One of the ways to have a great nation that is globally competent is by continually improving in fields such as Science, Technology, Engineering, and Mathematics (STEM), said pioneering University of Johannesburg (UJ) Physics researcher Dr Buyi Sondezi at the recent Undergraduate Physics Conference (UPC 2016) conference hosted by UJ.
“These have been identified to contribute immensely towards the growth of the country’s economy. With that knowledge, as a country we still have a challenge in most of the sciences, including Physics,” said Dr Sondezi in her remarks as chairperson of the conference organising committee.
In 2014, the mother of two became the first woman in Africa to receive a doctoral degree in the experimental Physics of highly correlated matter. This is a remarkable achievement for someone who had attended a small township school in a rural area, as Dr Sondezi had.
“Despite the truth that we meet Physics daily, it still remains a reality that most of us, learners, and students, perceive this subject as one of the difficult ones in the curriculum,” said Dr Sondezi.
“We therefore face a situation where fewer students enrol for the courses and avoid the related careers. Statistics even show without a reasonable doubt that most women, young and old see this subject as one of the greatest ‘enemies’ in succeeding in their studies and gaining employment,” she added.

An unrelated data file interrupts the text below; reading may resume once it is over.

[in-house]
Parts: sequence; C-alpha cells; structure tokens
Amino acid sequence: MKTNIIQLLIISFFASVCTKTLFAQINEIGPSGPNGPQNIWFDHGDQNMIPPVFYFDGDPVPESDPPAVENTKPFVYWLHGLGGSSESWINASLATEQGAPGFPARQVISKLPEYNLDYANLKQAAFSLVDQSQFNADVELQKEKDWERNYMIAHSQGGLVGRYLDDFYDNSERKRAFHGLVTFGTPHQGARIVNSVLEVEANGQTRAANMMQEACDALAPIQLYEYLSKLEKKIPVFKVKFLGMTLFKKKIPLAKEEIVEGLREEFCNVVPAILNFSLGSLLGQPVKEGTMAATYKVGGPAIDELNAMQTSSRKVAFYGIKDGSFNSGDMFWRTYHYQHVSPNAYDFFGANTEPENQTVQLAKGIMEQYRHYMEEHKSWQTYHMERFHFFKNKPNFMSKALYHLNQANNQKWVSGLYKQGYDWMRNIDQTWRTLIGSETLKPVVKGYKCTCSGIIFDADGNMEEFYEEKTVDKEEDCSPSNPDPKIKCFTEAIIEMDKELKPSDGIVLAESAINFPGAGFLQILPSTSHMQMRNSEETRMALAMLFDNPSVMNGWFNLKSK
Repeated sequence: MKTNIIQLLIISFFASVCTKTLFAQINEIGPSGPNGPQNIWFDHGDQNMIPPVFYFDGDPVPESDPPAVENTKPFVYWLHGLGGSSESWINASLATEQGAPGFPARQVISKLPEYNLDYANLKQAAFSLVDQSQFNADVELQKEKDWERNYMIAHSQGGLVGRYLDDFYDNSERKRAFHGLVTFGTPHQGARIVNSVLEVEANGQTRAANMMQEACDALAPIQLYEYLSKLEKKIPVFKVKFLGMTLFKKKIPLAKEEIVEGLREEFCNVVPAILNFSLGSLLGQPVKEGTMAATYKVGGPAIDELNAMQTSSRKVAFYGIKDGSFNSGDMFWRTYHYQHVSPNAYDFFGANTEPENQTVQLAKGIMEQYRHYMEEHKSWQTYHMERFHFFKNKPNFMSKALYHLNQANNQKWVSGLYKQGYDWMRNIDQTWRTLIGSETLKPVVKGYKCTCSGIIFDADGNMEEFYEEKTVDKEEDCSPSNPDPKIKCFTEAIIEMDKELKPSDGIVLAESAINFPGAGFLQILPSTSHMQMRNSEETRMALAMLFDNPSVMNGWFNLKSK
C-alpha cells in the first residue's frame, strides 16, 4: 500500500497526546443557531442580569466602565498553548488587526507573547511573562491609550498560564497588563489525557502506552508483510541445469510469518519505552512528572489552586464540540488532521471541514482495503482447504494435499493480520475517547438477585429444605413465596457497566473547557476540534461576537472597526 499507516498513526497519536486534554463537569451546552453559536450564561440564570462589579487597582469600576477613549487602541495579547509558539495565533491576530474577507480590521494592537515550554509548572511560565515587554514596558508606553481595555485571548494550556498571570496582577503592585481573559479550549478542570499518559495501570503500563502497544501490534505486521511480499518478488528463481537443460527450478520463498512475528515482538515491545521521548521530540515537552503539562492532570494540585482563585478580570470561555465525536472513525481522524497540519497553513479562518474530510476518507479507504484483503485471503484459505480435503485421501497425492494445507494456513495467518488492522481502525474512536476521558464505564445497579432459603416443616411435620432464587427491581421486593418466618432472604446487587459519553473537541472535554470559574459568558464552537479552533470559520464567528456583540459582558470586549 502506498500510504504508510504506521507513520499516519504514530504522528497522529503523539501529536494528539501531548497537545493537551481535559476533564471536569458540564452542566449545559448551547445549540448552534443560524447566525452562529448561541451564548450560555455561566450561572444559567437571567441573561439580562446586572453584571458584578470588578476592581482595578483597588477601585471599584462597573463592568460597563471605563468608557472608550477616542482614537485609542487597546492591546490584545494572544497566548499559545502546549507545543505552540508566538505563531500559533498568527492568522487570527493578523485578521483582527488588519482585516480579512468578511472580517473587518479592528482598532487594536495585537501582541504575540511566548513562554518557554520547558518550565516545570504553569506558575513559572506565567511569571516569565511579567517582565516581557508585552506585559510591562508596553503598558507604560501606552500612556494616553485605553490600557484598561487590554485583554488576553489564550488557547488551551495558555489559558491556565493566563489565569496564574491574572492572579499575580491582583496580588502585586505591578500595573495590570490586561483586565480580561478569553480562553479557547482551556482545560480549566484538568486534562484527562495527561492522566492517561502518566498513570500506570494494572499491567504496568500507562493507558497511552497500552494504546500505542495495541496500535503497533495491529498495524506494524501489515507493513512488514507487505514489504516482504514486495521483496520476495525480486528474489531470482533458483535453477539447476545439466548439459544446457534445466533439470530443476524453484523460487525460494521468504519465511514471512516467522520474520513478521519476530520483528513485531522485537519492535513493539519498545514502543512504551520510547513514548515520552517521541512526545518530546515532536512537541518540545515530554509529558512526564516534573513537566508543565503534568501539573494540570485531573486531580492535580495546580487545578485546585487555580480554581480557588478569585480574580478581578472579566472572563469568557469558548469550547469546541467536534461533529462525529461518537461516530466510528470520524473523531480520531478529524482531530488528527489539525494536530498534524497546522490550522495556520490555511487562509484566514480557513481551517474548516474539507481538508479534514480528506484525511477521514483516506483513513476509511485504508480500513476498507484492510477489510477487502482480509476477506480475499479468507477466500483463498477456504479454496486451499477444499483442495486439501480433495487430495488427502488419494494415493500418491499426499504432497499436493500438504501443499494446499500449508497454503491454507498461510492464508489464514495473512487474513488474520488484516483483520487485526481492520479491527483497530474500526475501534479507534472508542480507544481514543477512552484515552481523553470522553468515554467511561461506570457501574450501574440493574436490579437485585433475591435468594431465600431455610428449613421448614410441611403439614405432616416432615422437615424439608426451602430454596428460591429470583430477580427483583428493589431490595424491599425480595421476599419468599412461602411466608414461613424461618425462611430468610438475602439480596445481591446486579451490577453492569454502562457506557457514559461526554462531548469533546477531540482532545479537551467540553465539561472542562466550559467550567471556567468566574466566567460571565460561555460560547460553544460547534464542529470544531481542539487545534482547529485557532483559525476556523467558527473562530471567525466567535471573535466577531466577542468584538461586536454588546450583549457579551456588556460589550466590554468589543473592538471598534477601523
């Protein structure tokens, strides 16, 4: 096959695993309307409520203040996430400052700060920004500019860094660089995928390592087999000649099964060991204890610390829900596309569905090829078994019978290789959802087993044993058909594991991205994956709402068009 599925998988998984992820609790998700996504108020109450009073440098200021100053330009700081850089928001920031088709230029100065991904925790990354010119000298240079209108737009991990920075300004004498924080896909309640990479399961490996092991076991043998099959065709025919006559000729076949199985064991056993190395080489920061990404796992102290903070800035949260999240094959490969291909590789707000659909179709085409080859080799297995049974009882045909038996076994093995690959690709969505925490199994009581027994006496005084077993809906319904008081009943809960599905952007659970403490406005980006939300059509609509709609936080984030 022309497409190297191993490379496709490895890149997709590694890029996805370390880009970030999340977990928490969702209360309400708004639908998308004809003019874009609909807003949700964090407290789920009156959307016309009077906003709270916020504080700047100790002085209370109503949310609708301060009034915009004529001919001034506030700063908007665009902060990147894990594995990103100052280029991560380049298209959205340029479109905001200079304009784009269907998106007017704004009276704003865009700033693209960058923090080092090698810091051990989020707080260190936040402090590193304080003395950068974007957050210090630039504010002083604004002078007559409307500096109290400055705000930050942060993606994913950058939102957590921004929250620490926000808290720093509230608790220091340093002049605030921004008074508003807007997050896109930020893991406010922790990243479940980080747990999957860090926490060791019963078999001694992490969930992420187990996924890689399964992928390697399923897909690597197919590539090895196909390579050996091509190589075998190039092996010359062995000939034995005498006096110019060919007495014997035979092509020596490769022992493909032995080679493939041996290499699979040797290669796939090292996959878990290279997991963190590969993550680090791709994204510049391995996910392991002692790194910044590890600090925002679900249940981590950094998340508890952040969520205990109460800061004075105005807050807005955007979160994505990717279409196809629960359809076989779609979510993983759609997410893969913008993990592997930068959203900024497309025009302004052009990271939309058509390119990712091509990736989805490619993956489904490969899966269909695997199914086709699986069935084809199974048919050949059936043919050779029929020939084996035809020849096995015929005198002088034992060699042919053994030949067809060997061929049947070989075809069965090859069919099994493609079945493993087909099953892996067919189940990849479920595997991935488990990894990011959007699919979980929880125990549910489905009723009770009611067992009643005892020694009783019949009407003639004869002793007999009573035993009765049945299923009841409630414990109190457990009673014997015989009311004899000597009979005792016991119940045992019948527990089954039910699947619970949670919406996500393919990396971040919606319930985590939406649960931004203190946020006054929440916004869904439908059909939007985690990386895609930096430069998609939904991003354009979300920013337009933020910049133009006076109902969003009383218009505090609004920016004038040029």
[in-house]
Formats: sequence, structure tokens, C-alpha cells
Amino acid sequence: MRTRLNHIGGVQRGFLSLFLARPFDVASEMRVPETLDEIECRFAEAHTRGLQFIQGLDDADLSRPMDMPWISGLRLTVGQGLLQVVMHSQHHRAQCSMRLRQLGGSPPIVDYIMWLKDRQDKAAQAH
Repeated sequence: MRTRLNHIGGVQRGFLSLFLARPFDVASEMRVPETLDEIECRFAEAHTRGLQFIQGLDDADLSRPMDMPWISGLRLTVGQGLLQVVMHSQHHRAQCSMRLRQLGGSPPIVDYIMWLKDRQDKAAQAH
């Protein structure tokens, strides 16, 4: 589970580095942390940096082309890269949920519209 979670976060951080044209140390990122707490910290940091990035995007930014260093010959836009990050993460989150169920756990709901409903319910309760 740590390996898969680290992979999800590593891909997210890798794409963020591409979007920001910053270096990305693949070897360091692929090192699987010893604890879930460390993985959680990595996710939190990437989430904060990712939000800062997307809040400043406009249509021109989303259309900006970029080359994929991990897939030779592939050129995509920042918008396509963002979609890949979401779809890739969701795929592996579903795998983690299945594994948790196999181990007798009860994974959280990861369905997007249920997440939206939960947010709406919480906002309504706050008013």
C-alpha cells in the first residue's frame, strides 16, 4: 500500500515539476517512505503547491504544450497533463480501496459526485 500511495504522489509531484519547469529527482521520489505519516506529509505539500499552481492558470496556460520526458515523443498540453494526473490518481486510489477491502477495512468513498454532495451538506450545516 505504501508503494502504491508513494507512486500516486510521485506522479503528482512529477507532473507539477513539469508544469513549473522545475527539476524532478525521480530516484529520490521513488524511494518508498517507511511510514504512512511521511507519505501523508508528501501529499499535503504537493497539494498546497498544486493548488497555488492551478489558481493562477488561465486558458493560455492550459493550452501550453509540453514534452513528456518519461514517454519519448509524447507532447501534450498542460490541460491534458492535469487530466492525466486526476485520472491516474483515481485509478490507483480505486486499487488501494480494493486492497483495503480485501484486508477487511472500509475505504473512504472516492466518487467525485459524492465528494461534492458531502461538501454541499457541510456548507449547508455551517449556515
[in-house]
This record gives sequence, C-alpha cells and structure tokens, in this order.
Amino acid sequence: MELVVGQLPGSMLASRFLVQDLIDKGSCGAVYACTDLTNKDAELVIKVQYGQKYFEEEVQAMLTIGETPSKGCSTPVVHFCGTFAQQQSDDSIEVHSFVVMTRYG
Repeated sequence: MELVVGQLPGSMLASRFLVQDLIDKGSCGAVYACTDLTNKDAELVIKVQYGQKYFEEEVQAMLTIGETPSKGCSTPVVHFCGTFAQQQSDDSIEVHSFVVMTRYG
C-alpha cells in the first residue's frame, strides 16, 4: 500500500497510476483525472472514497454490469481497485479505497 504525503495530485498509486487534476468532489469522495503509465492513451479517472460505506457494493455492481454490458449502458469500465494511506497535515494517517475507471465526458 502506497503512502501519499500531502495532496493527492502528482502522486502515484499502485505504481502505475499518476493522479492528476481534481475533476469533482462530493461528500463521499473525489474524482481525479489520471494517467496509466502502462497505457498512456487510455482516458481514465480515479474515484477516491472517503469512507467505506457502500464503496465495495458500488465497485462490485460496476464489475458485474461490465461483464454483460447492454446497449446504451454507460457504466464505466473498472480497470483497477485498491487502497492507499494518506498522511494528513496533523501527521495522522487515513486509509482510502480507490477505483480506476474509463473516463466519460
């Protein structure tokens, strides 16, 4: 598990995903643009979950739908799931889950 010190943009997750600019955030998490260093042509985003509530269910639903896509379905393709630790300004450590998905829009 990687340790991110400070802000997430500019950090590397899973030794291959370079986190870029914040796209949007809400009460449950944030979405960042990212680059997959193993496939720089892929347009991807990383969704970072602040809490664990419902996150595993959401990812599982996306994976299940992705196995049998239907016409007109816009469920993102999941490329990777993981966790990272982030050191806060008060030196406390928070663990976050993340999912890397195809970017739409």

“To bring different perspectives to these ideas, to encourage our learners and students to choose Physical Science, and to undertake Physics-related careers, the UPC 2016 conference was birthed,” said Dr Sondezi.
“At the conference we highlighted the importance of studying Physics and having a career in this field. The talks addressed various questions that our students always had regarding the subject and job opportunities after obtaining a Physics-related degree,” she added.
The UPC 2016 was hosted by the UJ Faculty of Science on Monday, 19 September 2016 at the Auckland Park Kingsway Campus, where leading experts in Science discussed aspects of various methods and concepts of Physics.
The conference invited grade 10, 11 and 12 learners who have chosen Physical Science as one of the subjects. The learners experienced the university environment and received guidance on techniques needed for tests and exam papers.
Undergraduate students were encouraged to continue in Physics, by experiencing a professional conference, receiving information about the UJ Graduate School, information about professions in Physics, and access to other experts in the subject with whom they can share experiences, advice, and ideas.
One of the highlights of the conference were the presentations made by undergraduate students enrolled for the extended BSc degree. The students presented on powder x-ray diffraction, an important technique widely used in research as well as in other fields. The student presentations show-cased one of the initiatives that Dr Sondezi is currently busy with, where she arranges for undergraduate students to gain research experience.
Presentation topics included the importance of physics, what do Physicists do in work places, various research topics that are currently studied and available research divisions at UJ.
“The event was an honour for UJ and tremendous exposure for the students,” concluded Dr Sondezi, who lectures in the UJ Department of Physics.
Dr Sondezi introducing her research on video: